Gold vs. Platinum: A Walkthrough
Posted on March 10 2018
When purchasing an item from Diana Rafael, you will be able to choose the type of metal that your preferred piece of jewelry—such as a ring with a clarity enhanced diamond—will be made of. You will have two main options: gold or platinum.
What’s the difference?
Gold is the classic symbol of wealth, and its appeal has proven timeless. When shopping at Diana Rafael, you can choose between yellow gold, rose gold, or white gold. These variants are produced by combining gold with different metals. When gold is combined with copper and silver, you get yellow gold or rose gold, depending on the proportion of the three constituent metals. When gold is combined with silver only, or with another naturally white metal like palladium, you get white gold. White gold pieces of jewelry are typically coated with a metal called rhodium. The rhodium plating strengthens the product and gives it a purer, whiter appearance.
Platinum is a precious metal rarer than gold, and has been treasured for ages, from the time of the ancient Egyptians to the royal court of Louis XVI of France. In the first half of the 20th century, platinum was in high demand in the United States, but during the Second World War, non-military applications of the metal were prohibited. It may have taken a few decades, but the popularity of platinum has since rebounded. The natural white luster of platinum represents not just affluence but also purity, class, and endurance.
Concerning durability, gold and platinum are a story of contrasts.
Gold is resistant to tarnish, rust, and corrosion, but, in its pure form, it is also extremely malleable. This is ideal for the craftsman seeking to produce different forms using gold, but potentially problematic for the customer seeking to use a piece of gold jewelry on a day-to-day basis. To compensate for the malleability of gold, other metals are thrown into the mix. Consequently, the hue of the final product is not only altered; the final product’s strength is increased as well.
Pure platinum, on the other hand, is extremely durable. In fact, it is four times stronger than gold. It is also extremely dense, so much so that, when it is scratched, it barely loses material and therefore retains its original weight over time. Because of the remarkable durability of platinum, it is less malleable compared to gold, and therefore less craftsman-friendly. To compensate, other metals are thrown into the mix, such as rhodium or palladium.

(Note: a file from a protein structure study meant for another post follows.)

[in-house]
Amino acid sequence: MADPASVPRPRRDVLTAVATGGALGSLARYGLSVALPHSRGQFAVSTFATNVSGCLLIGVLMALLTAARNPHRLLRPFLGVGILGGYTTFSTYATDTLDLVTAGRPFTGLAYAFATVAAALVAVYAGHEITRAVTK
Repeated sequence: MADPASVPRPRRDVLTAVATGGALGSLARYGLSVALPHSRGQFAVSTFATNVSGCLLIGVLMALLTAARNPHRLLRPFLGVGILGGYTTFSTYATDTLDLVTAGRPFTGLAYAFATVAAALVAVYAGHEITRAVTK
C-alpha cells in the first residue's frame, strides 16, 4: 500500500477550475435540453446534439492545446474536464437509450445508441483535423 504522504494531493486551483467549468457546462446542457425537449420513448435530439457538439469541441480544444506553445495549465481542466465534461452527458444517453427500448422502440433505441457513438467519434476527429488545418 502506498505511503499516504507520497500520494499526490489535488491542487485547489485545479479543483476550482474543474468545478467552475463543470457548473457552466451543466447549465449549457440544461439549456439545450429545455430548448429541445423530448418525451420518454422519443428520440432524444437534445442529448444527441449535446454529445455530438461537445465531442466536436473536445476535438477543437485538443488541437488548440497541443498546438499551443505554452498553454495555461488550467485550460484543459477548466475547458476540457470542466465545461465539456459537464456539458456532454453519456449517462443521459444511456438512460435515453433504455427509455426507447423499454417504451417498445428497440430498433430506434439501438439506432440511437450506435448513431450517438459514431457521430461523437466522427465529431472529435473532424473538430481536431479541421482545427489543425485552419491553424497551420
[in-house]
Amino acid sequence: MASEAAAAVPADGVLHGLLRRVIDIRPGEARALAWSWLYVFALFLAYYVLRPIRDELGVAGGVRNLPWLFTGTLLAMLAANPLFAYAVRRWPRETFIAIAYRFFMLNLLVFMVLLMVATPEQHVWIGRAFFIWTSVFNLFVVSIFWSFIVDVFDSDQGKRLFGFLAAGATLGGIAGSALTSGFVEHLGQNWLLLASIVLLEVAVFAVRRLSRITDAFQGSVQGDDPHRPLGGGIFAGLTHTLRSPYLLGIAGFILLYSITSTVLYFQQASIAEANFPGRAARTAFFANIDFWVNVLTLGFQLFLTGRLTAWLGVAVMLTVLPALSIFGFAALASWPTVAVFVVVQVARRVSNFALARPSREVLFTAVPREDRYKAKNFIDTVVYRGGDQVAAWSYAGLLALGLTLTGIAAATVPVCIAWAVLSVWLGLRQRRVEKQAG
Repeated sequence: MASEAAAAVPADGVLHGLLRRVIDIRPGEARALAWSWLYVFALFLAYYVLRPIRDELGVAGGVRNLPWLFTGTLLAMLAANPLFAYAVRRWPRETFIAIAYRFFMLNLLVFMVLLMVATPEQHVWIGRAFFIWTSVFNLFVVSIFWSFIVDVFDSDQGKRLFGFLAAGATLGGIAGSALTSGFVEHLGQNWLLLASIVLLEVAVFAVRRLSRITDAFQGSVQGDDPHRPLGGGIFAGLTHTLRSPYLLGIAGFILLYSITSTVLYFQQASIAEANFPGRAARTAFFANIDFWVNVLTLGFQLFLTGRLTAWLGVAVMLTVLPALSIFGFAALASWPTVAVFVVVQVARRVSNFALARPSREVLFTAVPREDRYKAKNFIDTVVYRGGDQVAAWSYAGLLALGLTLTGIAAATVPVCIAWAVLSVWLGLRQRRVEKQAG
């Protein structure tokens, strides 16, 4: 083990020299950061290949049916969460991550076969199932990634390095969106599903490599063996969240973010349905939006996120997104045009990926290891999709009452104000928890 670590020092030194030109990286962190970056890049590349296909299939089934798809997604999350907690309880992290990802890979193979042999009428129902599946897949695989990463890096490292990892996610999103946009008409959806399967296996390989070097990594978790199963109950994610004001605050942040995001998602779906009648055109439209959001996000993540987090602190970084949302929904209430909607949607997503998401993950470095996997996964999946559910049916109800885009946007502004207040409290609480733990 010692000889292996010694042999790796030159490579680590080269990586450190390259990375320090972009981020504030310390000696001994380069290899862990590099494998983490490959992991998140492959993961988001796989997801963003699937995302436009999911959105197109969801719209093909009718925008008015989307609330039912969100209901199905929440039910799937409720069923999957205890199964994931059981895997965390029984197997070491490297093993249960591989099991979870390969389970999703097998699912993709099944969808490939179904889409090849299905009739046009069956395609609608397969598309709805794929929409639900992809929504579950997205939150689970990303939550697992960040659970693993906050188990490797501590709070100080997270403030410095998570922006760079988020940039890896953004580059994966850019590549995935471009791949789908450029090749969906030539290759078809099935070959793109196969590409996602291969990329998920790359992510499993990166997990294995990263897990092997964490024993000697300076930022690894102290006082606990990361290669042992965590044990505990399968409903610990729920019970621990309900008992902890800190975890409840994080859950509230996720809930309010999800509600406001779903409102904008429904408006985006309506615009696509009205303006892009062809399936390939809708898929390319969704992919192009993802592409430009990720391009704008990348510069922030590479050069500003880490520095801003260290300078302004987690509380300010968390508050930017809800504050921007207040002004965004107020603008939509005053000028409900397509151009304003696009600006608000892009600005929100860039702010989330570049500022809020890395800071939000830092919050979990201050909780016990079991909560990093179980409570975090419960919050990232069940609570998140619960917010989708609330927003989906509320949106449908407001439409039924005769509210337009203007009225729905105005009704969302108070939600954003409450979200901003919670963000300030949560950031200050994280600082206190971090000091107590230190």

The quality of gold is typically expressed in terms of its karat value. The karat value of a piece of golden jewelry indicates the percentage of gold in the product relative to other metals. Consider the following chart:
Karat Value % of Gold
Here at Diana Rafael, we offer 18K, 14K and 9K variants.
The quality of platinum is similarly expressed in terms of the proportion of platinum contained in a piece of jewelry relative to other metals. A label on a piece of platinum jewelry typically indicates such a combination. The label might read “900Plat” or “900Pt”, meaning the piece of jewelry contains 90% platinum and 10% other metals. Consequently, “850Plat” or “850Pt” means the product contains 85% platinum and 15% other metals. If an item simply describes itself as platinum, without any other indication of percentages, the item should contain at least 95% of the precious metal.
Effect on the Diamond
One final element to think about is how your choice of metal will affect the appearance of the diamond, such as clarity enhanced diamonds sold by Diana Rafael, that is set into it. The Gemological Institute of America (GIA) classifies white diamonds according to five broad categories: colorless, near colorless, faint color, very light color, and light color. If your jewelry of choice features a colorless or near colorless white diamond, it would best be set in platinum or white gold, since the white color of these metals would preserve the pure look of the diamond. If, however, the diamond falls into the lower three categories, it will contain a yellow or even brown tint. In this case, such a diamond is best set in either yellow or rose gold. The color of the metal would conceal the tint of the stone.
Diamonds, of course, come in other colors like pink or blue. In such cases, it would be preferable to set them in either white gold or platinum. The white color of these metals would help accentuate the color of the stone.